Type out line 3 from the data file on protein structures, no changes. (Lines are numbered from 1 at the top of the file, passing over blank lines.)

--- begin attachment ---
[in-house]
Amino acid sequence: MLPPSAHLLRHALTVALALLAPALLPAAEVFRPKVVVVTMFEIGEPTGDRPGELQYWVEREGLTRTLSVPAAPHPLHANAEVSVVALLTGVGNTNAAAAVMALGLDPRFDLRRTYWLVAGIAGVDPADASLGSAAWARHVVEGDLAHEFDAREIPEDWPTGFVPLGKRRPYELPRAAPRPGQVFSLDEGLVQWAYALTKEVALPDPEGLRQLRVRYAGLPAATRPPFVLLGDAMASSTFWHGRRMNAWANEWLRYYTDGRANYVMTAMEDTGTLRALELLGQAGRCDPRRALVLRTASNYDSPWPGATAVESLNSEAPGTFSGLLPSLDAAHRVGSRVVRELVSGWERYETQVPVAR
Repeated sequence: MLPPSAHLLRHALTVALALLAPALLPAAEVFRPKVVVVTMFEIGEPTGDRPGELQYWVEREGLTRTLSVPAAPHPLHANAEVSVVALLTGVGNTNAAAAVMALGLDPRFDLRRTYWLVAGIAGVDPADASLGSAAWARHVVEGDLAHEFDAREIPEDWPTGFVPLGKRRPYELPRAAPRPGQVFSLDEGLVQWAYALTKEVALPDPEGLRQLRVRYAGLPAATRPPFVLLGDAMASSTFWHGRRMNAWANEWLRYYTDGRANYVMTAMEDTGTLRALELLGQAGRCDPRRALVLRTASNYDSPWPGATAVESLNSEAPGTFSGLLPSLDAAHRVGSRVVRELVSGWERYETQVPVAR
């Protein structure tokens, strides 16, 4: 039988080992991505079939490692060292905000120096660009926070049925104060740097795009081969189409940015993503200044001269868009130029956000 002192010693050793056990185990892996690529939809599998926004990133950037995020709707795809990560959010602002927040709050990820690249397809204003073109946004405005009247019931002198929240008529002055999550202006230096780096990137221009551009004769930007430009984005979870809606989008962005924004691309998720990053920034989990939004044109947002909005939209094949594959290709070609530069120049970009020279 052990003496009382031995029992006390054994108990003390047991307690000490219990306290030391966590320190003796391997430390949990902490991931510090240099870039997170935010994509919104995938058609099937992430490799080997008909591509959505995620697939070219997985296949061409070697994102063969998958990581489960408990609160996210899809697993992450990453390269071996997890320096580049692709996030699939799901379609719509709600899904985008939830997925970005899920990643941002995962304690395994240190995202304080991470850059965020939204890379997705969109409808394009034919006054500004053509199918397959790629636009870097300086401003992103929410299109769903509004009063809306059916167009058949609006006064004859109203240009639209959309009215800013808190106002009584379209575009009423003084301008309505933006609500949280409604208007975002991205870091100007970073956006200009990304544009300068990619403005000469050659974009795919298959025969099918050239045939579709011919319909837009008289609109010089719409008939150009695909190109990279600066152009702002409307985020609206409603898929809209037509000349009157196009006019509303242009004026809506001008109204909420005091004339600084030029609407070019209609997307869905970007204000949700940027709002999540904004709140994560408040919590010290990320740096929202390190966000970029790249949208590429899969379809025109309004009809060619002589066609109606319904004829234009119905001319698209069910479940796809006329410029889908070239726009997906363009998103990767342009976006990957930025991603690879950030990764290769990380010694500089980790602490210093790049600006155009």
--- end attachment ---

Repeated sequence: MLPPSAHLLRHALTVALALLAPALLPAAEVFRPKVVVVTMFEIGEPTGDRPGELQYWVEREGLTRTLSVPAAPHPLHANAEVSVVALLTGVGNTNAAAAVMALGLDPRFDLRRTYWLVAGIAGVDPADASLGSAAWARHVVEGDLAHEFDAREIPEDWPTGFVPLGKRRPYELPRAAPRPGQVFSLDEGLVQWAYALTKEVALPDPEGLRQLRVRYAGLPAATRPPFVLLGDAMASSTFWHGRRMNAWANEWLRYYTDGRANYVMTAMEDTGTLRALELLGQAGRCDPRRALVLRTASNYDSPWPGATAVESLNSEAPGTFSGLLPSLDAAHRVGSRVVRELVSGWERYETQVPVAR